The staff at St Audry’s endeavoured to make the hospital environment more welcoming and homely for patients and their visitors.  In effect they created a ‘home from home’ with fresh flowers, animals and birds, plants, paintings and a variety of furniture.  Click on St Audry’s Lives to find out more about life at the hospital.

From the start, Dr John Kirkman firmly approved of the idea that St Audry’s should emulate a home setting: ‘The beneficial effect of decoration and ornamentation in furnishing the wards has often been pointed out…’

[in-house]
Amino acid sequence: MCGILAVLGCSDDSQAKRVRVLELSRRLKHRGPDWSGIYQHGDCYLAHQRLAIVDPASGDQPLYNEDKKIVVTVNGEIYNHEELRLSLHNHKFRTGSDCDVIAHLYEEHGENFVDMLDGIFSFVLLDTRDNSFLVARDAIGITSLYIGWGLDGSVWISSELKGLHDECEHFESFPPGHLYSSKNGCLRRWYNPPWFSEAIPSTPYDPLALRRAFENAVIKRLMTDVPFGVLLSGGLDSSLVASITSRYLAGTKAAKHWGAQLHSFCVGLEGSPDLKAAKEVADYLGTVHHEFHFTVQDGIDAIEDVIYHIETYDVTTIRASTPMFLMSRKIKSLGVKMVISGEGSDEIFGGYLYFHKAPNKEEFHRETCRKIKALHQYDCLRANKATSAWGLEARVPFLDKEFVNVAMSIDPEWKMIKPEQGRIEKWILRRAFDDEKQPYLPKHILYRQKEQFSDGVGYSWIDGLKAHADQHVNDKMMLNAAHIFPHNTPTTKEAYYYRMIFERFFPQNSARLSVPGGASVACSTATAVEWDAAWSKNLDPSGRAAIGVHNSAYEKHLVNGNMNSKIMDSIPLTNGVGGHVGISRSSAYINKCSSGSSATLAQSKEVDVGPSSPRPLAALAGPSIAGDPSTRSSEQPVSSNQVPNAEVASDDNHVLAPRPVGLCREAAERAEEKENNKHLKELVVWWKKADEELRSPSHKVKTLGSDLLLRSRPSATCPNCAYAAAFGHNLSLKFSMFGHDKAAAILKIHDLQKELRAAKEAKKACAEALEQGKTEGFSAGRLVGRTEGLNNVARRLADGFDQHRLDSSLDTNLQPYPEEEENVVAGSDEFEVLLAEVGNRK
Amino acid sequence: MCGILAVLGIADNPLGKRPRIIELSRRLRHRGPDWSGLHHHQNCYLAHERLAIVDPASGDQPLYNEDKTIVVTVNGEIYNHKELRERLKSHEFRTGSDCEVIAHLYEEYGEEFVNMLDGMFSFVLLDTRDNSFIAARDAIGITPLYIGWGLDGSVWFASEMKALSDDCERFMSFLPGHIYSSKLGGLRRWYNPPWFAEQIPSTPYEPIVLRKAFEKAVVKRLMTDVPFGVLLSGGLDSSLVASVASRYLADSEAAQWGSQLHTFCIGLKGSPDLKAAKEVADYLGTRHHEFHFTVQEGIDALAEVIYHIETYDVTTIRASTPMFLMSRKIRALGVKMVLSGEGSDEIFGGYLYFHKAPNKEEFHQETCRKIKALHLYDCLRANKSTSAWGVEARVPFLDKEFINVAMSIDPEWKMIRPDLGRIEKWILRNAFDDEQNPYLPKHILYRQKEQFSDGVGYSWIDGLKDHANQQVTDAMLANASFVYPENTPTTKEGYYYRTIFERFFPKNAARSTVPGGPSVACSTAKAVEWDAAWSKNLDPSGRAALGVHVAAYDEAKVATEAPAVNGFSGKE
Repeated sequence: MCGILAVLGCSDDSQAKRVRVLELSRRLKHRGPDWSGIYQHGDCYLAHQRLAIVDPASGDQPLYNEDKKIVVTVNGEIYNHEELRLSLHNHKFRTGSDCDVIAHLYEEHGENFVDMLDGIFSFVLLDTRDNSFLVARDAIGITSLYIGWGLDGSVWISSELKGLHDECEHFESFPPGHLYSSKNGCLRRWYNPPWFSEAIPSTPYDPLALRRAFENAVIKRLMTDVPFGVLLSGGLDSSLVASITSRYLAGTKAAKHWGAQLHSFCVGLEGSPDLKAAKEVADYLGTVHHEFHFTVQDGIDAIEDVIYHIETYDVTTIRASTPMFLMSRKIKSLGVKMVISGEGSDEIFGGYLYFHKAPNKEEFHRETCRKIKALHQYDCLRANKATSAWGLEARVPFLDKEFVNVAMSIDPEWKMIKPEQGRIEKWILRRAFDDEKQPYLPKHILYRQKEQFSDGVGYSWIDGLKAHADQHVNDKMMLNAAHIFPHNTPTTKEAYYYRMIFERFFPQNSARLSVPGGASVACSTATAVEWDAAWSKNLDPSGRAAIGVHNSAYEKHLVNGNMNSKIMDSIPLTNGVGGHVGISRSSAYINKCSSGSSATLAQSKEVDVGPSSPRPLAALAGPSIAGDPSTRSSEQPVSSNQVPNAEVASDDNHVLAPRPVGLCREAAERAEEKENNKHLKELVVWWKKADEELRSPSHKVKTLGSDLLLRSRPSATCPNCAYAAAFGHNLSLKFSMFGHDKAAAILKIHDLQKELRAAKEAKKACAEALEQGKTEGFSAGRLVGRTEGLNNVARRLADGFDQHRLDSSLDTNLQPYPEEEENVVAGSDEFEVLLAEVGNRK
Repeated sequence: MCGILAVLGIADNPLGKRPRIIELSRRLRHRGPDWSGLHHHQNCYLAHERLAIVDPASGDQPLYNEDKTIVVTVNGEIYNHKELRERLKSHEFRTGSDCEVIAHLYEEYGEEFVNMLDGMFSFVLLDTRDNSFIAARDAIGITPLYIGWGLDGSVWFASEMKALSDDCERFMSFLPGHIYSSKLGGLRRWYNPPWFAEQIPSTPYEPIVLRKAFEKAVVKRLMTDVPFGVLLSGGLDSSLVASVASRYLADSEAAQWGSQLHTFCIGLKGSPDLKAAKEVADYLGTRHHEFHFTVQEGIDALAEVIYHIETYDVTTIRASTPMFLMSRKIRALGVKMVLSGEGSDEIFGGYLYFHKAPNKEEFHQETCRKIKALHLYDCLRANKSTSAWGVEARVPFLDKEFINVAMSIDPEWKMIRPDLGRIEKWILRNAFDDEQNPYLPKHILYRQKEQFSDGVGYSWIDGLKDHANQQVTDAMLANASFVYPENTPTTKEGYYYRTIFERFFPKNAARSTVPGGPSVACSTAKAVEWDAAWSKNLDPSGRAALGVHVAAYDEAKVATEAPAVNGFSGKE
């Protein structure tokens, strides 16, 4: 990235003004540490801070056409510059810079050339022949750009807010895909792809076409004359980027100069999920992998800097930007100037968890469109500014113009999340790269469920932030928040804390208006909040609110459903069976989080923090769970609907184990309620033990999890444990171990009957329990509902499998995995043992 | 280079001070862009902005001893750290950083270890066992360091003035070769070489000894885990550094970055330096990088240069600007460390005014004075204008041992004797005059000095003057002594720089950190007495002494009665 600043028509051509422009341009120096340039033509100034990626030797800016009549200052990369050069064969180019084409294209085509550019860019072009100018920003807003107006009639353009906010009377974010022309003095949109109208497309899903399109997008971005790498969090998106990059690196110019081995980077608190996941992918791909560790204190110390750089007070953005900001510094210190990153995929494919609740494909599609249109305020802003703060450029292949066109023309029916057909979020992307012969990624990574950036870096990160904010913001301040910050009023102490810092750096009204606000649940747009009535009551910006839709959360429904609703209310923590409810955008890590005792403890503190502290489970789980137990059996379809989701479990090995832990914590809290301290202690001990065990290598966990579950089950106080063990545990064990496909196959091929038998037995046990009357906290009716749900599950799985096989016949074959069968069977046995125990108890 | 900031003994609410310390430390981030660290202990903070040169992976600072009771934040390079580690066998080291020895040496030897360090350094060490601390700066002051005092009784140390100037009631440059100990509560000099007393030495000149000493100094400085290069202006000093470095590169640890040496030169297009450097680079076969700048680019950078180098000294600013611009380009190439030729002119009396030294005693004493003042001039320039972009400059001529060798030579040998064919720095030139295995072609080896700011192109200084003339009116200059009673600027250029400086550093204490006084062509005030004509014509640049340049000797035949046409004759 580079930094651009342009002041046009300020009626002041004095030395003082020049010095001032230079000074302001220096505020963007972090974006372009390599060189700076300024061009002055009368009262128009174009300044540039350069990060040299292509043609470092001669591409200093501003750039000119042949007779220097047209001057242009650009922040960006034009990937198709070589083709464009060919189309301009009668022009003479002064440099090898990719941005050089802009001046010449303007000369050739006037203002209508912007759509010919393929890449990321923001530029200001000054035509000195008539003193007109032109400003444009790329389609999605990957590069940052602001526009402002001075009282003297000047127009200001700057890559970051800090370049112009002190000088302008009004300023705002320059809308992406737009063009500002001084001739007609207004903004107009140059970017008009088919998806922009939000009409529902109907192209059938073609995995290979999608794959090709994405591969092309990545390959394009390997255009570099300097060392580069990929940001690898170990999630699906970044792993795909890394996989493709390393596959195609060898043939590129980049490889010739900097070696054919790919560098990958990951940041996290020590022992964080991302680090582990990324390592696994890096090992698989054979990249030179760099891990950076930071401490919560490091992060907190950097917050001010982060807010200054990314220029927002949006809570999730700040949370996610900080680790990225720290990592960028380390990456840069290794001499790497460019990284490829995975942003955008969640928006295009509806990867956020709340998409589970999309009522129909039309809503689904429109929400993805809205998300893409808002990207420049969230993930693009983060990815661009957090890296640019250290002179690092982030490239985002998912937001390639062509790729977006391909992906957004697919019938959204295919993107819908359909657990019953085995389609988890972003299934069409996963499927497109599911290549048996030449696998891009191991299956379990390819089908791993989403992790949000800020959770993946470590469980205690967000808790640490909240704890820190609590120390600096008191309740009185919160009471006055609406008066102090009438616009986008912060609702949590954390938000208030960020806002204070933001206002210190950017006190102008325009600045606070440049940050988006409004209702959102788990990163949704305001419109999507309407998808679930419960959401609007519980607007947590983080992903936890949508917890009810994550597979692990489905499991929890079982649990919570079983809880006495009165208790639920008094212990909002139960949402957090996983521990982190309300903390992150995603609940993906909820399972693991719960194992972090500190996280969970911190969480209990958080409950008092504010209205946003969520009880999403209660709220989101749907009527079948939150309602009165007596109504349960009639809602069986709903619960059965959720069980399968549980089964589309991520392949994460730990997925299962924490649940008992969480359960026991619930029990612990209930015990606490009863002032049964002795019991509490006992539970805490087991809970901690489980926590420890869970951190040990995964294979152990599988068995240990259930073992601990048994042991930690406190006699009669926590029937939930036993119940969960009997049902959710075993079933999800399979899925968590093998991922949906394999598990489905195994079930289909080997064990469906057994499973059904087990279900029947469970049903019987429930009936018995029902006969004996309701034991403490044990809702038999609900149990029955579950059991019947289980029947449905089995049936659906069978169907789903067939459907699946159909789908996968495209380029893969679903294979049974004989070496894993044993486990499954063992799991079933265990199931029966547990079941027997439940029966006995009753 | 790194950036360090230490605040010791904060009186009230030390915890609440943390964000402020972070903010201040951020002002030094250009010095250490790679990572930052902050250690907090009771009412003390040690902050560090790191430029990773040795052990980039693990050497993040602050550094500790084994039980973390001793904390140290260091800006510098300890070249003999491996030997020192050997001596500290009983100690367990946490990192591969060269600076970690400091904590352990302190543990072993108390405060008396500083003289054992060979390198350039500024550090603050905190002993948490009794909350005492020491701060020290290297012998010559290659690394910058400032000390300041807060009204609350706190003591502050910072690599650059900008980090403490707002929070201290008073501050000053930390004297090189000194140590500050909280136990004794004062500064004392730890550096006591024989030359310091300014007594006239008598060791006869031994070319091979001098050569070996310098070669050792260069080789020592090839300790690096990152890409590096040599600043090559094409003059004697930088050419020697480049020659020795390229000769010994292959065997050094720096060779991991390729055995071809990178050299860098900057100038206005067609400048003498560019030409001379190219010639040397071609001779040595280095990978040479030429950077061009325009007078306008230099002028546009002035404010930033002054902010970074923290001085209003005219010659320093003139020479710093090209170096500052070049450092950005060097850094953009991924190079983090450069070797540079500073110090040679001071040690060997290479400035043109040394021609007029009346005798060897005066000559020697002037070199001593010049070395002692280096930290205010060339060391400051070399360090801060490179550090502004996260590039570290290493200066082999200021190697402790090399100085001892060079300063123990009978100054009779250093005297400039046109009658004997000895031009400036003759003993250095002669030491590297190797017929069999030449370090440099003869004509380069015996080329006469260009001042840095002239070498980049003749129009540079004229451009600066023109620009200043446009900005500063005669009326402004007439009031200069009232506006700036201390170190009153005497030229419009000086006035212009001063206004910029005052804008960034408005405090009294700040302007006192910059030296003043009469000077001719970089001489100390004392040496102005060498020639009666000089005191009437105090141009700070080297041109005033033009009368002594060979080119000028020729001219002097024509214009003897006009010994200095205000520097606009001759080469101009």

James R. Whitwell, Medical Superintendent (1896-1924), followed in Kirkman’s footsteps:

The Attendants shall use every endeavour to make their Wards pleasant, comfortable and home-like, and an Attendant in each Ward shall look after and water the plants supplied from the garden, and attend to the birds or other pet animals. They shall also strive to employ and amuse the Patients and to interest them in books and games. A great deal of good may be done in this way by patient perseverance.’ Suffolk District Asylum, Regulations and Instructions for Attendants and Nurses, c.1910.